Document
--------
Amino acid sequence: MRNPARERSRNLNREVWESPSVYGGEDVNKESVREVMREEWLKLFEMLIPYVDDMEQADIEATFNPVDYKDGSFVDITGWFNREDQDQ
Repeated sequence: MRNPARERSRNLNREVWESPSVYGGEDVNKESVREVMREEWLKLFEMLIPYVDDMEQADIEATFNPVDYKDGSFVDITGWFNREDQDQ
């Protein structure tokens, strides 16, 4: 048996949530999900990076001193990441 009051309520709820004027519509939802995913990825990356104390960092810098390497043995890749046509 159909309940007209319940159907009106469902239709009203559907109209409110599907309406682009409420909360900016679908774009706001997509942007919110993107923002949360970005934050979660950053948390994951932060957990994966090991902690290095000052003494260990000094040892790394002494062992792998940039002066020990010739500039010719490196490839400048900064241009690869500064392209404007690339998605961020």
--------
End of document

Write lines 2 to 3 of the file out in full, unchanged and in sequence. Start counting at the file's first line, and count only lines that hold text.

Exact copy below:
Repeated sequence: MRNPARERSRNLNREVWESPSVYGGEDVNKESVREVMREEWLKLFEMLIPYVDDMEQADIEATFNPVDYKDGSFVDITGWFNREDQDQ
């Protein structure tokens, strides 16, 4: 048996949530999900990076001193990441 009051309520709820004027519509939802995913990825990356104390960092810098390497043995890749046509 159909309940007209319940159907009106469902239709009203559907109209409110599907309406682009409420909360900016679908774009706001997509942007919110993107923002949360970005934050979660950053948390994951932060957990994966090991902690290095000052003494260990000094040892790394002494062992792998940039002066020990010739500039010719490196490839400048900064241009690869500064392209404007690339998605961020």